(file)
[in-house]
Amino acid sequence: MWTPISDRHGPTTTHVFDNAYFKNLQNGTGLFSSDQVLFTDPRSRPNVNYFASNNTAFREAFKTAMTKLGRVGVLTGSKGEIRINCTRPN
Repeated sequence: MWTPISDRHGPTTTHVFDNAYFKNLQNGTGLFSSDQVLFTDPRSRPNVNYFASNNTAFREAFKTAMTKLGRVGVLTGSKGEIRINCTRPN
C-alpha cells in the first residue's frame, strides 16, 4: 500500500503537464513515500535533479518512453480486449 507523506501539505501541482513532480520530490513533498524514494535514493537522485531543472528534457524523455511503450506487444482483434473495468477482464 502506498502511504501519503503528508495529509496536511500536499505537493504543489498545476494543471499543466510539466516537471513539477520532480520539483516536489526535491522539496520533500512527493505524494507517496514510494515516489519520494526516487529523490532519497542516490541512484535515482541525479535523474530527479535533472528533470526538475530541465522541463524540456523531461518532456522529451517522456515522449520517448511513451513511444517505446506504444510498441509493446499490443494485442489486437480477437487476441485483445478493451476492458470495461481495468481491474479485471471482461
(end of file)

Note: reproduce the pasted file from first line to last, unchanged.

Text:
[in-house]
Amino acid sequence: MWTPISDRHGPTTTHVFDNAYFKNLQNGTGLFSSDQVLFTDPRSRPNVNYFASNNTAFREAFKTAMTKLGRVGVLTGSKGEIRINCTRPN
Repeated sequence: MWTPISDRHGPTTTHVFDNAYFKNLQNGTGLFSSDQVLFTDPRSRPNVNYFASNNTAFREAFKTAMTKLGRVGVLTGSKGEIRINCTRPN
C-alpha cells in the first residue's frame, strides 16, 4: 500500500503537464513515500535533479518512453480486449 507523506501539505501541482513532480520530490513533498524514494535514493537522485531543472528534457524523455511503450506487444482483434473495468477482464 502506498502511504501519503503528508495529509496536511500536499505537493504543489498545476494543471499543466510539466516537471513539477520532480520539483516536489526535491522539496520533500512527493505524494507517496514510494515516489519520494526516487529523490532519497542516490541512484535515482541525479535523474530527479535533472528533470526538475530541465522541463524540456523531461518532456522529451517522456515522449520517448511513451513511444517505446506504444510498441509493446499490443494485442489486437480477437487476441485483445478493451476492458470495461481495468481491474479485471471482461